After recent news that Canwest Global has placed it’s E! Channel stations up for sale, and is thinking of shutting them down if they can’t find a buyer, I decided to put in my 2 cents about why such a thing may be happening. Following further news that CTV’s A Channel, which operates a local station here in London, was shutting down it’s Wingham and Windsor stations, I realized it really needed to be done.
Speaking about E! Channel specifically, I think the network is in trouble mostly due to a large lack of quality programming. Think about it. The entire channel is based around the concept that potential viewers are so obsessed with “celebrity culture” that they will tune-in to shows like Dr. 90210, TMZ.com and True Hollywood Story (THS). I think that potential audience base has already been diluted by equally pointless shows like Celebrity Rehab with Dr. Drew, which airs on MuchMoreMusic. I won’t dignify them by linking to them, sorry.
Seriously – when was the last time someone came up to you at work, during break or otherwise, and said “Oh my god! Did you see [insert random E! show here] last night?” With the exception of critically acclaimed shows like How I Met Your Mother and The Biggest Loser, the instances are few I’m sure. Out of a staff of over 40 people in my department where I work, only 2 ever talk of celebrities and news from sources like Perez Hilton or TMZ. Appealing to 2 out of 40+ potential viewers does not equal a business model – and the backgrounds and interests of the people I work with vary widely by age, heritage and general interests. You are far more likely to hear people talking about the last UFC event or The Daily Show with Jon Stewart.
And let’s take a look at the E! lineup (nevermind that the station sounds like a hallucinogenic drug):
- Celebrity Apprentice
- Chelsea Lately
- Instant Beauty Pageant
- Janice Dickinson
- Kath and Kim
- Knight Rider
- Party Monsters Cabo
- The Soup
Really? That’s what you’re trying to entice several hundred thousand people to watch at any one point in time while you’re competing with the likes of a wide array of sports, Grey’s Anatomy, three versions of CSI, three versions of Law & Order and Hell’s Kitchen? Come on E! No wonder you’re being sold – no one’s watching your shows! If no one watches your programming, you can’t sell ad dollars. So the problem is not so much the lack of ad revenue, I would argue that it’s a lack of quality programming to drive viewers to your station, which in turns would drive a decent amount of ad revenue.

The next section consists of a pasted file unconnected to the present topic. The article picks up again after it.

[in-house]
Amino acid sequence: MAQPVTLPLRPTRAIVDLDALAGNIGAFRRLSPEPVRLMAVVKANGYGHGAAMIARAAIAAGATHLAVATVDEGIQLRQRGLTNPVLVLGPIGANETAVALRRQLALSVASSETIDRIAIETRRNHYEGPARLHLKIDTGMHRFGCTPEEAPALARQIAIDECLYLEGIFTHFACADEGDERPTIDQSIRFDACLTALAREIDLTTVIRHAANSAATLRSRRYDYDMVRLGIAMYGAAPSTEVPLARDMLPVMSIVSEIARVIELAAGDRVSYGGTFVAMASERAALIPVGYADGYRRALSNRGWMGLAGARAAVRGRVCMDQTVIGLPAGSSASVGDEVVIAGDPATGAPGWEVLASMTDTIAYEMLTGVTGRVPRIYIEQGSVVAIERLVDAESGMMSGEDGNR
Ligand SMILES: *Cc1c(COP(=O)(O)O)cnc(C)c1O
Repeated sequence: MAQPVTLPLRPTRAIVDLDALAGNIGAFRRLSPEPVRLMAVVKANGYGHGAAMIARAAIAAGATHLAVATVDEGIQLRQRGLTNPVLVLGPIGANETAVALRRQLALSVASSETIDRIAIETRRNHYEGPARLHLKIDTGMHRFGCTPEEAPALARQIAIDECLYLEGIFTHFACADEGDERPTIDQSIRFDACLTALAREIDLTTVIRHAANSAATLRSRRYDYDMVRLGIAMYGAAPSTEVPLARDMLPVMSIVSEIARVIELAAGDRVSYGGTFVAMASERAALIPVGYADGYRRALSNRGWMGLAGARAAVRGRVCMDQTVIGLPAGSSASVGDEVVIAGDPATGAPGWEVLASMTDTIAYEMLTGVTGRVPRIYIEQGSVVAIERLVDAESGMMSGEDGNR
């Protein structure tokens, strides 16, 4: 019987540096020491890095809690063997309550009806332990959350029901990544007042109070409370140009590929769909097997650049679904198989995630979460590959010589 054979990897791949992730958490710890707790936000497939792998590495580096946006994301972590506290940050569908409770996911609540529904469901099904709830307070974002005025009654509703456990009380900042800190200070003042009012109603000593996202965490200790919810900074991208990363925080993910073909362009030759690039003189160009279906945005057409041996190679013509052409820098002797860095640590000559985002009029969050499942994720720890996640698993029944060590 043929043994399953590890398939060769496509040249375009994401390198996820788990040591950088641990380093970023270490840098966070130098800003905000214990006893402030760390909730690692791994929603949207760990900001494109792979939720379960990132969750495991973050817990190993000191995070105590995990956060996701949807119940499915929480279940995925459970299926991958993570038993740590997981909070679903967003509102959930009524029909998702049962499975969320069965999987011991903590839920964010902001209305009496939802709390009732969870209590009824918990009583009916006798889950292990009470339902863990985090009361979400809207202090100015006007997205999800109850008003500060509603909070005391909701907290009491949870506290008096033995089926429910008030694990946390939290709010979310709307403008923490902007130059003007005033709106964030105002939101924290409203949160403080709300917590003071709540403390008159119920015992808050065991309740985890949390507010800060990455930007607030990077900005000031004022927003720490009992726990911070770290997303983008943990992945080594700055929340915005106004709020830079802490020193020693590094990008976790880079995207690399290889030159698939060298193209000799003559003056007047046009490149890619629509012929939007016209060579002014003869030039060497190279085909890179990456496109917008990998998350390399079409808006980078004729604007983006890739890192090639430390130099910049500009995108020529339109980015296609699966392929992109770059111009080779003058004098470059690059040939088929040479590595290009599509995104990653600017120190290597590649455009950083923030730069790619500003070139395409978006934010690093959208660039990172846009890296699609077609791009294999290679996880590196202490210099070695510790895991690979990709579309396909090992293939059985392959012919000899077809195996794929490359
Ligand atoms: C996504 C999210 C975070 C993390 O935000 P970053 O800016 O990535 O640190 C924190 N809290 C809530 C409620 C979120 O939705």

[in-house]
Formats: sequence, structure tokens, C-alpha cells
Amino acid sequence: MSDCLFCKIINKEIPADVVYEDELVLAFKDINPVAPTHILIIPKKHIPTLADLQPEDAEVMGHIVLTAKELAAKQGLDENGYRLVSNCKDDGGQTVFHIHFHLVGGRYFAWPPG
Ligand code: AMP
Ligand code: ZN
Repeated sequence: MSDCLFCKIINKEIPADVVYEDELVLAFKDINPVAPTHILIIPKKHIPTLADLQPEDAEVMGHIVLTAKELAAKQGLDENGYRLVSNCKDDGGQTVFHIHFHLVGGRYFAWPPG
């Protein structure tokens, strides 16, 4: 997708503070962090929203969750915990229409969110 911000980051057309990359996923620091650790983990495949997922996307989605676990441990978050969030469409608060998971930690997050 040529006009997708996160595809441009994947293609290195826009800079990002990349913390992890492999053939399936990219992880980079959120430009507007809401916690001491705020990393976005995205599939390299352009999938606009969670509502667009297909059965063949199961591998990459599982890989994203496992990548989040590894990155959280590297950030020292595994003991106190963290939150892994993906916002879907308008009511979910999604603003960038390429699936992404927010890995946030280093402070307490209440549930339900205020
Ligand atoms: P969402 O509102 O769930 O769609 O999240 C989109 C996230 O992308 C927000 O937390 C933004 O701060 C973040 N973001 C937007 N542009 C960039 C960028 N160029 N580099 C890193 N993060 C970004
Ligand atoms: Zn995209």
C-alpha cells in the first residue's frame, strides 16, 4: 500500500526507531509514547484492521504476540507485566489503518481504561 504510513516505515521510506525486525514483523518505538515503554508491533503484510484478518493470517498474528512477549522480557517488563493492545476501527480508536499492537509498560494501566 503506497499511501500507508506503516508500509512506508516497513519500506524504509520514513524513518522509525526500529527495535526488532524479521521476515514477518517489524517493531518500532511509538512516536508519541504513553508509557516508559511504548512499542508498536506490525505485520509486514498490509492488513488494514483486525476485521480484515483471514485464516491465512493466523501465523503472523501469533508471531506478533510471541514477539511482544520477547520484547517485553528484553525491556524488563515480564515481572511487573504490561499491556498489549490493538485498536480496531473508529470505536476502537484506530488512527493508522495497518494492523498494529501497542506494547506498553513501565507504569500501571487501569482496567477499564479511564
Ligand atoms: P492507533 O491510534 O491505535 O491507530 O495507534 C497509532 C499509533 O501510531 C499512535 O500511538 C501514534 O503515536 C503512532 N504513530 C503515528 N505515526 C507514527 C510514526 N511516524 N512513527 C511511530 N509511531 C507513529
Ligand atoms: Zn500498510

If they watch it (viewers), they will come (advertisers).
As for A Channel, well that’s a slightly different issue. Wingham (as of the 2001 census) had a population of 2,885 people. Windsor (as of the 2006 census) had a population of 218,473 – it’s over 320,000 if you include surrounding communities. Being realistic about running a business, especially in Wingham, I would say that driving ad dollars would be relatively tough. I certainly respect the fact that the Windsor station has been going fairly strong for some time now, but when you allow yourself to merge with several other stations across Ontario (the newXX era: i.e. newPL, newWX, etc.) and then to be bought out by a large conglomerate like CTV… well, you’re bound to be scrutinized more and more.
And so it has come to pass that the Wingham and Windsor stations are shutting down. I don’t know why so many people were surprised by the Wingham announcement. With a population of 3,000 and so much of the programming coming from London, why even bother with a separate license? Why would you expect a huge company like CTV to care about maintaining a presence in such a small market? They measure their revenue in billions, not hundreds of thousands. A couple hundred thousand dollars to a company like CTV is more akin to a rounding error.
Again though, the programming is lacklusture at times. I don’t know anyone who watches Fringe and most of the Lost fans I know don’t watch religiously anymore or have stopped completely. Even the morning “news” show, which featured segments with local chefs, personal trainers and paid-for segments by companies like Loblaws, well let’s just say it’s not any better than Canada AM or, worse yet, the Today Show or Good Morning America south of the border.
So in the end, as a viewer and critical thinker, I would say that those are the real reasons for E!’s and A Channel’s troubles. Bad programming = no ad revenue, and big conglomerates don’t care about puny markets that don’t get 7-9% profit margins. Windsor, Wingham – it’s been nice. E! Channel – I hope Global picks up the good shows, like Biggest Loser, How I Met Your Mother and Extreme Makeover: Home Edition, and puts them on their own network. If not, I’ll watch them on the American stations they air on.